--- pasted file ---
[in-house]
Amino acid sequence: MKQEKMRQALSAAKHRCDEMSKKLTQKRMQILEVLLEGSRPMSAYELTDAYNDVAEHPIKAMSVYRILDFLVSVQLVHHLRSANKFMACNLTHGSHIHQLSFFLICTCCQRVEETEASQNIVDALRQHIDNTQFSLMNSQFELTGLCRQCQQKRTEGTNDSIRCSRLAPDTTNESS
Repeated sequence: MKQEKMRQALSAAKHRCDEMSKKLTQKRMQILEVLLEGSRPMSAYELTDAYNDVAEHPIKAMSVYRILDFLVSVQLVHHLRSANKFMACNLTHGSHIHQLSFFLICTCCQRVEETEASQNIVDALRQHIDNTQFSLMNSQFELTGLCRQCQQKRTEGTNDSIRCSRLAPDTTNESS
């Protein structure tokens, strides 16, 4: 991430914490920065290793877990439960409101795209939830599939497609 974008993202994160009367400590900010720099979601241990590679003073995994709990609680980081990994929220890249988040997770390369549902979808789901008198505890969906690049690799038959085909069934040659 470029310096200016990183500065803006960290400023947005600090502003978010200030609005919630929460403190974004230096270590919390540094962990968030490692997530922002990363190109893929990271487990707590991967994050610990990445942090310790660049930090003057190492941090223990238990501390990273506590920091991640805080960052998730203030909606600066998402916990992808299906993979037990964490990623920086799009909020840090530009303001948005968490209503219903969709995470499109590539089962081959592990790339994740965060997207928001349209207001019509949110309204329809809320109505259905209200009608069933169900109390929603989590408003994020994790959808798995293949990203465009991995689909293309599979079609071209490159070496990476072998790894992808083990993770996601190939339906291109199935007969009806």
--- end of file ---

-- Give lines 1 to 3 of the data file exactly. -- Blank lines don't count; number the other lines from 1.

[in-house]
Amino acid sequence: MKQEKMRQALSAAKHRCDEMSKKLTQKRMQILEVLLEGSRPMSAYELTDAYNDVAEHPIKAMSVYRILDFLVSVQLVHHLRSANKFMACNLTHGSHIHQLSFFLICTCCQRVEETEASQNIVDALRQHIDNTQFSLMNSQFELTGLCRQCQQKRTEGTNDSIRCSRLAPDTTNESS
Repeated sequence: MKQEKMRQALSAAKHRCDEMSKKLTQKRMQILEVLLEGSRPMSAYELTDAYNDVAEHPIKAMSVYRILDFLVSVQLVHHLRSANKFMACNLTHGSHIHQLSFFLICTCCQRVEETEASQNIVDALRQHIDNTQFSLMNSQFELTGLCRQCQQKRTEGTNDSIRCSRLAPDTTNESS